AMERICANS ACCOUNTED-FOR: There are still 1,666 Americans listed by the Defense POW/Missing Personnel Office (DPMO) as missing and unaccounted-for from the Vietnam War. The most recent identifications are a USAF group of personnel listed as MIA in Laos on 12/24/65. Personnel included Colonels Joseph Christiano, NY, Dennis L. Eilers, IA, Derrell B. Jeffords, AZ and Chief Master Sergeants William K. Coldwell, NY, and Larry C. Thornton, ID. Their remains were recovered on 2/18/2010 and identified on 3/5/2012. Also announced as accounted-for was Captain Vergil K. Meroney III, USAFR, AR, MIA in Laos on 3/1/1969. His remains were recovered on 11/16/2010 and identified on 3/5/2012. The number of Americans announced as returned and identified since the end of the Vietnam War in 1975 is now 917. Another 63 US personnel, recovered post-incident and identified before the end of the war, bring the officially listed total recovered and identified to 980. Of the 1,666 still missing and unaccounted-for from the Vietnam War, 90% were lost in Vietnam or in areas of Laos and Cambodia under Vietnam’s wartime control: Vietnam–1,284 (VN-471, VS-813); Laos–318; Cambodia–57; Peoples Republic of China territorial waters–7; more than 450 were over-water losses.
ACCOUNTING COOPERATION: POW/MIA Technical Talks were held May 4th in Hanoi, Vietnam. Initial reports from the discussions are very positive, including Vietnam’s turnover of long-requested archival documents, a League priority for many years during which lists have been provided with requests for unilateral provision of such archival records. Prepared and repeatedly updated by DPMO’s Research Analysis Directorate and JPAC’s J2 (Intelligence Directorate), these lists have been raised by US officials and the League as a means to prompt greater Vietnamese responsiveness. This decision by Vietnam’s leaders is most welcome and deeply appreciated. The current political environment, including aggressive PRC actions related to territorial disputes over the South China Sea, is prompting expanded military-to-military cooperation between the US and Vietnam, with spin-off increases in cooperation across the board in matters pertaining to bilateral interests of both countries. Vietnam has long recognized the important role that the POW/MIA issue played as the “bridge” to expanding and broadening bilateral relations.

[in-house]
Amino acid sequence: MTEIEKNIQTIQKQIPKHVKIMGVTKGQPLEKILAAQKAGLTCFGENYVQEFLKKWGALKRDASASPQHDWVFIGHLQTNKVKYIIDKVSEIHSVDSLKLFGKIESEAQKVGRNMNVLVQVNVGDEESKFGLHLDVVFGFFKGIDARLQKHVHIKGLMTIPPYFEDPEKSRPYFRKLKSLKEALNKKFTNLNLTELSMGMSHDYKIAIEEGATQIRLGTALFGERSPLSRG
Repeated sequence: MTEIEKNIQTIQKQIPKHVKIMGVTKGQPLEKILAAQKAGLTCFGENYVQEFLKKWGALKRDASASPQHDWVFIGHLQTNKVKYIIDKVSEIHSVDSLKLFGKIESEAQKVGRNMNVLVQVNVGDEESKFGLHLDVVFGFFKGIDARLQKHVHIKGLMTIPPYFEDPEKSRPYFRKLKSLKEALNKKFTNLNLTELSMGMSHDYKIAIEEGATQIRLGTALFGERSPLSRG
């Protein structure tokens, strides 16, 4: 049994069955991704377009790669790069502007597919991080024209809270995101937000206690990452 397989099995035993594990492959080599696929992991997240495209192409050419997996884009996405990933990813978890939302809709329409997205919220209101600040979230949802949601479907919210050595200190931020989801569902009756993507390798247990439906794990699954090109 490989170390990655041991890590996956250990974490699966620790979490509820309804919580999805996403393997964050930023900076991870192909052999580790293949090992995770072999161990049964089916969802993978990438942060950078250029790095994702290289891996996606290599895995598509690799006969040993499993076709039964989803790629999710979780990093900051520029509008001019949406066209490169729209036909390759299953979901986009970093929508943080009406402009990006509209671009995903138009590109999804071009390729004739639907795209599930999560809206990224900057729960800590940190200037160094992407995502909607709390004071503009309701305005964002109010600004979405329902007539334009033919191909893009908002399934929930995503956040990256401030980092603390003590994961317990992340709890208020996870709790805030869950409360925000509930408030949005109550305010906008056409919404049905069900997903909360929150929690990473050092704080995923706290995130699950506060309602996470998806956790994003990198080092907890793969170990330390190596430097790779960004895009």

Joint Field Activities (JFAs) in Vietnam have also expanded; The largest such operations in some time, including six recovery teams and two investigation teams, recently concluded and the next JFA is scheduled to be large as well. Joint Advance Work is regularly scheduled outside the 30-45 days JFAs to facilitate time in-country when the full teams arrive. Until recently, the US had largely failed to respond to Vietnam’s 2009 proposal to the League to “increase the pace and scope” of such operations. The next JFA in Vietnam will also include multiple Recovery Teams (RTs), an Underwater Recovery Team (URT), an Investigation Team (IT) and a Research Investigation Team (RIT), the latter most often focused on cases of US personnel last known alive (LKA). This pace must be continued and, where possible, further expanded to enable getting answers before witnesses are no longer available and remains have disintegrated even more due to acidic soil in the region.
DIA’s Stony Beach POW/MIA specialist in Laos, Dustin Roses, was finally allowed to participate in the JFA conducted most recently, a long-overdue, important step toward fully utilizing this specialist, but the Lao government has not yet agreed for him to conduct such interviews outside the limited timing of JPAC field operations. The Lao position continues, despite the fact that all Stony Beach interviews would be fully coordinated with the Lao, and trips outside Vientiane would be in the company of a designated Lao official. The League hopes this initial step will demonstrate to skeptical Lao decision-makers that this highly qualified specialist is focused solely on POW/MIA matters. There is no viable rationale for limiting his ability to help locate information useful to the accounting mission.